- Contributed by
- Peter Walker
- People in story:
- PETER WALKER
- Location of story:
- Background to story:
- Royal Navy
- Article ID:
- Contributed on:
- 20 August 2004
TO AND AT GIBRALTAR JUNE 1942 to FEB1943
This story records some of my recollections during WW2
I was at HMS Osprey the anti-submarine School at Dunoon in Argyllshire Scotland having qualified as a higher submarine detector "H.S.D ".and was told that I was to be drafted to the drafting pool at HMS Cormorant the base ship at Gibraltar.
Soon afterwards I was advised that I was to take passage in a troopship. When the time came I believe that I went by ferry from Dunoon to Gourock the other side of the Clyde where I reported to the naval embarkation officer. The Troopships used to anchor in the Clyde off Gourock The Anchorage was known as the "Tail of the Bank". The naval draft went by launch from Gourock out to the troopship. Some of the draft embarked but some of us had to return to Gourock and go by another troopship.. Apparently an order had just come out that so many naval personnel had to go on each troopship and that there were not enough naval personnel for the next troopship so I returned to HMS Osprey to wait for further instructions.
Eventually I embarked on the troopship RMS Narkunda. There was not enough accommodation on the troop decks so we were accommodated in the detention quarters and isolation quarters up in the forward part of the ship. We were told that there had been trouble at the boat stations on the troopships and that we had to sleep on deck by the Lifeboats. We were detailed off as a senior rating and two junior ratings for each lifeboat. As a leading Seaman I was in charge of one Lifeboat Station and and was issued by the ship's officers with a pistol and was briefed. We were told that we would have to sleep by the boats
It was very cold at night in the Atlantic when we left the Clyde but having slept rough on deck round an Anti Aircraft gun as a boy on HMS Rodney earlier in the war it did not worry me. When we got into the Bay of Biscay it was much warmer and we arrived safely at Gibraltar where I disembarked.
On the troopship there was no freshwater for washing or showers. The water was sea water and we were issued with salt water soap which did not give a very good lather . For shaving. I went to the galley and scrounged a mug of hot water.
HMS Cormorant the base ship was a floating hulk (once an old warship ) and was short of accommodation. There was shore accommodation in a brick-built blocks on the shore nearby. Hammock bars were provided in the dormitories for slinging our hammocks.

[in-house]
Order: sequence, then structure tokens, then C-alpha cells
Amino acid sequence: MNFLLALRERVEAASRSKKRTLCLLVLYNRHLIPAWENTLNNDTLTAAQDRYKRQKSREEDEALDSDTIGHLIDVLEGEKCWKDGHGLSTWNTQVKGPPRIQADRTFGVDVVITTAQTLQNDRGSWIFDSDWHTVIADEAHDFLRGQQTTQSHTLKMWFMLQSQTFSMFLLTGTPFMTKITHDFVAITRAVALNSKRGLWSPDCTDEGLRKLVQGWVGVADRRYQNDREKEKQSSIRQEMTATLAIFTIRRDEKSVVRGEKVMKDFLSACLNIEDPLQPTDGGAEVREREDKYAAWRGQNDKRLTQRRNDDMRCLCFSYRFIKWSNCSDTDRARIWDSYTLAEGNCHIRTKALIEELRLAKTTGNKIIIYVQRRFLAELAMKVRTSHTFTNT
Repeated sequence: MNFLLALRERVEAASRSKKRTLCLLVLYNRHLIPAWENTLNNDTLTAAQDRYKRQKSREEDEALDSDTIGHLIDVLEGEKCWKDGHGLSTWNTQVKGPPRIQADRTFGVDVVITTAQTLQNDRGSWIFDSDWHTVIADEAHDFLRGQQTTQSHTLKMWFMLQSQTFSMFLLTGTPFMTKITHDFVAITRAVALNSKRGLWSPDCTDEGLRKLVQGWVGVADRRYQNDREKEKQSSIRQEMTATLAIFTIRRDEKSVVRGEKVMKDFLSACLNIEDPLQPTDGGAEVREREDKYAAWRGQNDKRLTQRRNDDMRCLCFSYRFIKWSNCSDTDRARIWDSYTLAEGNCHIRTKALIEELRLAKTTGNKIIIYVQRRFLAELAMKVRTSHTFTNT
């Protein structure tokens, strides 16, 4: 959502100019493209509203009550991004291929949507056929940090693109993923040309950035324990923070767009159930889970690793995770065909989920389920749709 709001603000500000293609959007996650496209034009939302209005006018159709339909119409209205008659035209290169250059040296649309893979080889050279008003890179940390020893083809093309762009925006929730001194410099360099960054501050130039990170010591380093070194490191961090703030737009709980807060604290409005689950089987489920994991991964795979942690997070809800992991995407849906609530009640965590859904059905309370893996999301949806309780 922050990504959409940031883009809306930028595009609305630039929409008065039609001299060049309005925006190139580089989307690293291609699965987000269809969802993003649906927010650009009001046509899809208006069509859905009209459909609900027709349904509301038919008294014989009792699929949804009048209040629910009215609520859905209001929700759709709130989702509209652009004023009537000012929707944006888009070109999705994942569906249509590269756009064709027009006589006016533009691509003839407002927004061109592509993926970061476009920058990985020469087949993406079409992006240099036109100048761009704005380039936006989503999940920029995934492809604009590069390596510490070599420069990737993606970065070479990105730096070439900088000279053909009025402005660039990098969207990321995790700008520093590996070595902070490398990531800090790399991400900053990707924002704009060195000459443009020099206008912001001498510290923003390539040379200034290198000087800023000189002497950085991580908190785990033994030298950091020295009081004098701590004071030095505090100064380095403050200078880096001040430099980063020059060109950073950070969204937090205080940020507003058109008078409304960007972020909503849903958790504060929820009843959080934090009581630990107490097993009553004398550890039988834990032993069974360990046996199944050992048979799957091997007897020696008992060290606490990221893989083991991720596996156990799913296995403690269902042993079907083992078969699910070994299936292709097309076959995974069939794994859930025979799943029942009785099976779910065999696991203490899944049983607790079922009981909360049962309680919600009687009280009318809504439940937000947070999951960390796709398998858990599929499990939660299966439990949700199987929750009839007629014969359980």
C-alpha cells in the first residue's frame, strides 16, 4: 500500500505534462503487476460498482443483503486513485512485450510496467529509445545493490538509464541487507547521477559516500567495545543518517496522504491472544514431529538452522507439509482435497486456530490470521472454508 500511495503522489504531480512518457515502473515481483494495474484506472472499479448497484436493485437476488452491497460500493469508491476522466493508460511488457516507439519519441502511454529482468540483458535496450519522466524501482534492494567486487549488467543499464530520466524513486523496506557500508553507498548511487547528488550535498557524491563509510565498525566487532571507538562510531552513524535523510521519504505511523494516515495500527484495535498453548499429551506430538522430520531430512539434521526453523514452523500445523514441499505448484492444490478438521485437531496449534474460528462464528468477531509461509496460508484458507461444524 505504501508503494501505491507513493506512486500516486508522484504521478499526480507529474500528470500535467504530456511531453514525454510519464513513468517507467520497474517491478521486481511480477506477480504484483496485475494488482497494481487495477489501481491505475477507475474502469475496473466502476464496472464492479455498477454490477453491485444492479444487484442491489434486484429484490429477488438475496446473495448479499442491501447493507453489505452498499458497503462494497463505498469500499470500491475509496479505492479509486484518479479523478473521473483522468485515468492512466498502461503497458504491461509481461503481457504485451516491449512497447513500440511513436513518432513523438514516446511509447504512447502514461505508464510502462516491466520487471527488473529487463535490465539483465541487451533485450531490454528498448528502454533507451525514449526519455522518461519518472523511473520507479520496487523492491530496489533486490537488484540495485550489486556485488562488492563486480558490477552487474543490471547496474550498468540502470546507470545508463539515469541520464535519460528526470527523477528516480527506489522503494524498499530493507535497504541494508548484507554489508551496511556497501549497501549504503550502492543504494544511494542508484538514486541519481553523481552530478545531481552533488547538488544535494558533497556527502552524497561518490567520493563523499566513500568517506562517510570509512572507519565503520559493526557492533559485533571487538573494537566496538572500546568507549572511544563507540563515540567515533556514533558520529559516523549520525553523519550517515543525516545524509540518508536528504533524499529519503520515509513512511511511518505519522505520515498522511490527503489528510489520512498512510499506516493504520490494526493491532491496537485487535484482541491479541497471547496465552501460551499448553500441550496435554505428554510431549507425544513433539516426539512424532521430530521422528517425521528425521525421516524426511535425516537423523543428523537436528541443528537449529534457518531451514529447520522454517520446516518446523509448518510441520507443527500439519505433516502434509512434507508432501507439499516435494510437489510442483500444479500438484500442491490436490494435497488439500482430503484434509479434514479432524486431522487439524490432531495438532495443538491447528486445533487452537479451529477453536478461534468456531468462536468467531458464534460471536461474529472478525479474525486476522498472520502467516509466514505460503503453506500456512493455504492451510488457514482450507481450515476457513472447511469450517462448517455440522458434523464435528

The Spanish had put an embargo on potatoes ,so instead of potatoes the cooks provided fried rice balls instead. But on Sundays we had a tinned potatoes.
I was allocated to the Base Anti Submarine officer to work with the Base Anti Submarine Staff giving base assistance to ships coming in and out of Gibraltar.
The work consisted of diagnosing faults and are making repairs or replacements. Mainly major spares such as transducers, motor alternators, transmitters and receivers, and switchgear not caried on board ships but held by the base as strategic spares.
We had a workshop on the South Mole adjacent to the dockyard and where the ships docked or berthed. We also had a tool store made from an aircraft packing case.
Early one morning I was woken by someone shaking my hammock. It was the Base Anti Submarine Officer. He said Lord Luis is coming through at the Straits on the Kelly. He requires base assistance to repair his asdic ( sonar.) He wants you to go out and meet the Kelly in the pilot boat. and repair it on the way in
As soon as I boarded Kelly I was taken to the bridge to meet Captain Lord Luis Mountbatten. He said are you the technician, I confirmed that I was. He said there is something wrong with the bridge recorder .I am going in to Gibraltar to take on water and fuel and will be sailing in half-an-hour and if you have not it repaired it you will go to sea with me. He then went into his sea cabin adjacent to the bridge.
Kelly had met bad weather when crossing the Bay of Biscay. As a result the bridge recorder which was only splashproof had suffered from ingress of sea water and there was low insulation on one of the cables leading from the bridge recorder to the asdic control room..